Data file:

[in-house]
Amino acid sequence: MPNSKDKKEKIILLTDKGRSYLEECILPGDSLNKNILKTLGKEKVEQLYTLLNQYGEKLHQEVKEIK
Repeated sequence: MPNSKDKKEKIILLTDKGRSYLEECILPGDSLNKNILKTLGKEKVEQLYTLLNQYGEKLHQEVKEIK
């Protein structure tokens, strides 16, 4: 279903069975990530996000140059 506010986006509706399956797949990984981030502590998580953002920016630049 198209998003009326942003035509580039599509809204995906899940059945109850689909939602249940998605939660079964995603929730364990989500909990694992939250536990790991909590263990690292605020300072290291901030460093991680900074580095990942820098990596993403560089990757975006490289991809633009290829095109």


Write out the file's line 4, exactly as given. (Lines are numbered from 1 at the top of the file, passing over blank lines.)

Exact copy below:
């Protein structure tokens, strides 16, 4: 279903069975990530996000140059 506010986006509706399956797949990984981030502590998580953002920016630049 198209998003009326942003035509580039599509809204995906899940059945109850689909939602249940998605939660079964995603929730364990989500909990694992939250536990790991909590263990690292605020300072290291901030460093991680900074580095990942820098990596993403560089990757975006490289991809633009290829095109």